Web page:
Minding Your Metadata
Made by Stacy Martin, Senior Data Privacy Manager at Mozilla.
Discover how metadata can reveal even more information about Internet users like you, learning Web mechanics and privacy.
When you jump in your car each day to go about your life, it feels private. You probably don't think about who is watching and what they can learn about you. In this activity, you'll collect the type of data that differnt online and offline surveillance tools can gather about you. You may be surprised by how much even something as simple as your where you go reveals about you and how sensitive that information can be.
Who Does Your Phone Think You Are?
Take a look at the outbound calls you made today on your mobile phone. Note how many calls you made and whom you called. Do the same for yesterday. If you need more data, look at a week's worth of calls. Take a close look at what you've recorded. Think about calls you made to discuss your health, finances, or other sensitive information. What could someone learn or guess about you simply by knowing you made a call to your doctor, bank, or, say, lawyer?
Next, note any information about the time and duration of each call. What else can someone tell about you from when you made your calls? From how long you spoke? What if you added location data? How clear a picture of you can someone get just from this "metadata" - information about your calls?
What does the combined data reveal about your daily routine? Could someone tell when you begin and end your day or begin and end work from your call records? Could your records show whether or not you're on vacation and when you might return?
Now look at who called you and think about what someone can learn about you from your inbound calls. Combine this information with the data about the calls you made. What more can be learned from looking at your inbound, as well as outbound, calls?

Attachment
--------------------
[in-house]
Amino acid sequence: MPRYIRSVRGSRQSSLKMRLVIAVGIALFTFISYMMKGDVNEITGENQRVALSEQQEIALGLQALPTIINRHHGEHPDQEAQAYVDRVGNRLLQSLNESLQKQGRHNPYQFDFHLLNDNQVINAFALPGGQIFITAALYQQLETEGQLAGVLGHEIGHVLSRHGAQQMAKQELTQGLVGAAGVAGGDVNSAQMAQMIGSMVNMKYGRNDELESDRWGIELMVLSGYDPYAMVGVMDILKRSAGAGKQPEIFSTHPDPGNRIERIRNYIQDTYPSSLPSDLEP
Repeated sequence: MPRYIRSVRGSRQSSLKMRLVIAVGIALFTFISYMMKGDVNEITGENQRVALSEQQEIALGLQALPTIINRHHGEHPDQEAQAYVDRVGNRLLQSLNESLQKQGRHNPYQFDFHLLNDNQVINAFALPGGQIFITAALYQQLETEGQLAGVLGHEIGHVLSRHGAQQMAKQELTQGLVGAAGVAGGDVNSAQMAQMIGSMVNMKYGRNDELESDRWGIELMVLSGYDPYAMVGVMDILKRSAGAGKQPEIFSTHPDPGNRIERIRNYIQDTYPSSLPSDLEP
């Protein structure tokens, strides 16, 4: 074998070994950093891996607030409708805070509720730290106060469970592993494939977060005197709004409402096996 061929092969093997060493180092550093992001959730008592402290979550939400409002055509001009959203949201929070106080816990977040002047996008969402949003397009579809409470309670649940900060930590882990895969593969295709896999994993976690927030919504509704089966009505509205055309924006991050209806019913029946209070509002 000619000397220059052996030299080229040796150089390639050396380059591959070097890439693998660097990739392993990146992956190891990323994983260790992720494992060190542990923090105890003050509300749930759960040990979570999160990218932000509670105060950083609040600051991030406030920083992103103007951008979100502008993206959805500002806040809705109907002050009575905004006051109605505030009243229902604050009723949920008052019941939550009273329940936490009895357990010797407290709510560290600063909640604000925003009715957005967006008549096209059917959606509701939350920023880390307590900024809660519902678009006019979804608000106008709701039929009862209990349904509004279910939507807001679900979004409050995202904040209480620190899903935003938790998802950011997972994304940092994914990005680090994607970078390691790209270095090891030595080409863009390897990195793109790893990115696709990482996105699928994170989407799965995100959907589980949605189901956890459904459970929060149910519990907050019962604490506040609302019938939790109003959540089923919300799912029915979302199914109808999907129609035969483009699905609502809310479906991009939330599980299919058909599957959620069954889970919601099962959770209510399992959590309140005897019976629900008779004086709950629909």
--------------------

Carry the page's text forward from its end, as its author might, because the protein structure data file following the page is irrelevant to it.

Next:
If you were asked to share this information with the person next to you, how comfortable would you be with the sensitivity of the data that is revealed?
Looking into the Data
If you're in a group, ask participants to anonymously contribute the general detuals about one call using notecards or Post-Its placed into a box. Ask for generic descriptions of their calls, like, "I received a call from my doctor in the morning."
Draw one card at a time, read it, and place it on a whiteboard or piece of poster paper to create a timeline of a typical person's calls. Once you complete the timeline by adding all the cards, ask group members to brainstorm all the information they can collect about this person. After five minutes or so of brainstorming, invite group members to share their ideas with the group.
If you are working alone, look at your metadata. What kinds of personas can you make from it? Who, besides you, could be someone with similar metadata? Would a company or government have any reason to use this data or take a closer look at this person? Do you think it's okay for a company or goverment to do so based on the data at-hand?
Reflect on Metadata
Take time to answer these questions for yourself or discuss them in your group.
- What could a government learn if they had access to this type of data from an individual or from a particular group of people?
- What could a government learn if they had this type of data from an entire country?
- Does data collection like this help law-enforcement?
- Should we allow law-enforcement to collect data like this?
- What could be the consequences - good or bad - of giving government the power to collect this information?
- What kinds of calls could give a company or government the most information about a person or group?
- What kinds of calls would you definitely not want the government to collect information about?
- How can you impact national policy about government data collection from your phone?